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A hike in fuel prices: How will it affect the common man?

A daunting thought; fuel prices in Pakistan are likely to see a hike starting November 1st. If news sources are to be believed, we’ll have petrol climb up 9.1 PKR while high speed diesel will see a hike of up to Rs13 per litre.

Because we’re the common people, the awaam, what affects us is the hike in price, not the reason why the prices are being prescribed such a significant climb. Keeping aside all the bigger terms of micro or macroeconomics, lets just get to the point. Higher fuel prices will definitely result in a hike for gasoline price as well. And since, a common man, actually functions on gasoline (read petrol/CNG) a large part of the monthly income of an average person is likely to be spent on it, leaving very less for other things.

The same will apply to all businesses which require their products to be shipped from one place to another. Higher fuel prices will definitely make production more expensive therefore making every item, from a toothbrush to your regular milk, expensive.

And so for a common man, we’ll be expecting a huge dent in our day to day expenditure and savings of the monthly budget. Higher cost of grocery bills, increased price in day to day necessary items, especially food, clothes, eating out, leisurely activities, everything is bound to be impacted. And if you travel by public transport, say hello to saving less than what you actually thought about!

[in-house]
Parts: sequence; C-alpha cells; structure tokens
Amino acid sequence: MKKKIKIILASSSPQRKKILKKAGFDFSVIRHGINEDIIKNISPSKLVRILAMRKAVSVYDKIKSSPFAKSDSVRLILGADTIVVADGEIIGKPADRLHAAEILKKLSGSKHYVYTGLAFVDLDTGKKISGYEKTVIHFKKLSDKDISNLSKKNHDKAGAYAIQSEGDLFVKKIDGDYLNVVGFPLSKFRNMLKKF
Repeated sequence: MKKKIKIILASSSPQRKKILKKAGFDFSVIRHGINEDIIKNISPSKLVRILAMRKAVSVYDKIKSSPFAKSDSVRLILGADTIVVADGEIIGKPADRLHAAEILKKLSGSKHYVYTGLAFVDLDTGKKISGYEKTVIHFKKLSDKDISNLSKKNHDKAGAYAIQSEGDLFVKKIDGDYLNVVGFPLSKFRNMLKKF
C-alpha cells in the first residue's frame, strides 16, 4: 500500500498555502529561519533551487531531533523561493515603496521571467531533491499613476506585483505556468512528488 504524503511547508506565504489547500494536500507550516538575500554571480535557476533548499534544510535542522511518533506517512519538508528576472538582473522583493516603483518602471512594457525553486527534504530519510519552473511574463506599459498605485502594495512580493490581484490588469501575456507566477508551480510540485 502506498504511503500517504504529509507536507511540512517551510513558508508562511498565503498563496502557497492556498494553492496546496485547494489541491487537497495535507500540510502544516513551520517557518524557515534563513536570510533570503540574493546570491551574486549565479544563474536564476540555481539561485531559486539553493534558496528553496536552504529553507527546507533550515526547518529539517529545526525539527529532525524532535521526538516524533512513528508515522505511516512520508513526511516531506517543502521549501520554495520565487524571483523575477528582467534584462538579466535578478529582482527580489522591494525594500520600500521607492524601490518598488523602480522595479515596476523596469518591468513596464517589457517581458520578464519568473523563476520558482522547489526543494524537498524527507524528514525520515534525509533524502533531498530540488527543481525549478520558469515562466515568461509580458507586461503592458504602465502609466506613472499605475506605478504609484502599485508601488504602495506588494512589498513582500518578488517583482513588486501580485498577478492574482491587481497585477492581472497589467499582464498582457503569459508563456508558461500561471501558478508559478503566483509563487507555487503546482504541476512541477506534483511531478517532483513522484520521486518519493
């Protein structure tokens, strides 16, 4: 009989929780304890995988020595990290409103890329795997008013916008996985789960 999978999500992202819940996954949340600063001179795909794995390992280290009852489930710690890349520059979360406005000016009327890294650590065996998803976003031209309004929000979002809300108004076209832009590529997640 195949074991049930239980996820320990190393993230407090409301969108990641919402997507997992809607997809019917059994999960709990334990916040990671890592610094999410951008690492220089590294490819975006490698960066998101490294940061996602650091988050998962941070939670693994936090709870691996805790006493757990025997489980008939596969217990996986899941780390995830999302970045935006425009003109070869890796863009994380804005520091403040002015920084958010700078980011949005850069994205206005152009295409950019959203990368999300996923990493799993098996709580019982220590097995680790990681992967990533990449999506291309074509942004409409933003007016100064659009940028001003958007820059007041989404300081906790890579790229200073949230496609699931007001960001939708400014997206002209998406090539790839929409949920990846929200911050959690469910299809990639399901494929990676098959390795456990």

And that’s not it. Be it foreign travel, trade or even education, a rise in feul prices will see the cost of just about everything rising up. We will see pressure on the external accounts resulting in the cost of imported producted go up. The exchange rate (which is already at an all time low) will further be affected, making affording foreign travel or education abroad very difficult.

An official announcement for the implementation of the new prices will be made after consultation with the PM. However, we urge you to brace yourself for the impact and rejig your finances because the government itself has very limited options when it comes to preventing the fuel prices to go up.

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